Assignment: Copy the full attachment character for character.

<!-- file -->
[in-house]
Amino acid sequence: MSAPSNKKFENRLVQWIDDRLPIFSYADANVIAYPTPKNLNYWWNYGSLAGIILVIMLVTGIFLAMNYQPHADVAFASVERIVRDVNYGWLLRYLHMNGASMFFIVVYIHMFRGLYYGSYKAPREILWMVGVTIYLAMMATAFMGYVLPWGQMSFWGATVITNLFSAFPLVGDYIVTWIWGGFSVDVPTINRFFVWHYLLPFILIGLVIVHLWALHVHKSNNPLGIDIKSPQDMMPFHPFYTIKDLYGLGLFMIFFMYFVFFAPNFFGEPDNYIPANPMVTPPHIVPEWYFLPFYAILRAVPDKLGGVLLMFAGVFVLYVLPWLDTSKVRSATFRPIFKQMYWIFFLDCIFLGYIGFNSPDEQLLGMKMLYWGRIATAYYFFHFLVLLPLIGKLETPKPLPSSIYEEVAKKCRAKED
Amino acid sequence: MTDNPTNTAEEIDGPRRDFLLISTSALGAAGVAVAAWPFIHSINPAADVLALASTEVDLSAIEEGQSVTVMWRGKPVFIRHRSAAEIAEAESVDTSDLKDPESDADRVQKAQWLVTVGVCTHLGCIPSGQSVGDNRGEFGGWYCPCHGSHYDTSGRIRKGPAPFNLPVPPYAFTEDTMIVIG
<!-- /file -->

[in-house]
Amino acid sequence: MSAPSNKKFENRLVQWIDDRLPIFSYADANVIAYPTPKNLNYWWNYGSLAGIILVIMLVTGIFLAMNYQPHADVAFASVERIVRDVNYGWLLRYLHMNGASMFFIVVYIHMFRGLYYGSYKAPREILWMVGVTIYLAMMATAFMGYVLPWGQMSFWGATVITNLFSAFPLVGDYIVTWIWGGFSVDVPTINRFFVWHYLLPFILIGLVIVHLWALHVHKSNNPLGIDIKSPQDMMPFHPFYTIKDLYGLGLFMIFFMYFVFFAPNFFGEPDNYIPANPMVTPPHIVPEWYFLPFYAILRAVPDKLGGVLLMFAGVFVLYVLPWLDTSKVRSATFRPIFKQMYWIFFLDCIFLGYIGFNSPDEQLLGMKMLYWGRIATAYYFFHFLVLLPLIGKLETPKPLPSSIYEEVAKKCRAKED
Amino acid sequence: MTDNPTNTAEEIDGPRRDFLLISTSALGAAGVAVAAWPFIHSINPAADVLALASTEVDLSAIEEGQSVTVMWRGKPVFIRHRSAAEIAEAESVDTSDLKDPESDADRVQKAQWLVTVGVCTHLGCIPSGQSVGDNRGEFGGWYCPCHGSHYDTSGRIRKGPAPFNLPVPPYAFTEDTMIVIG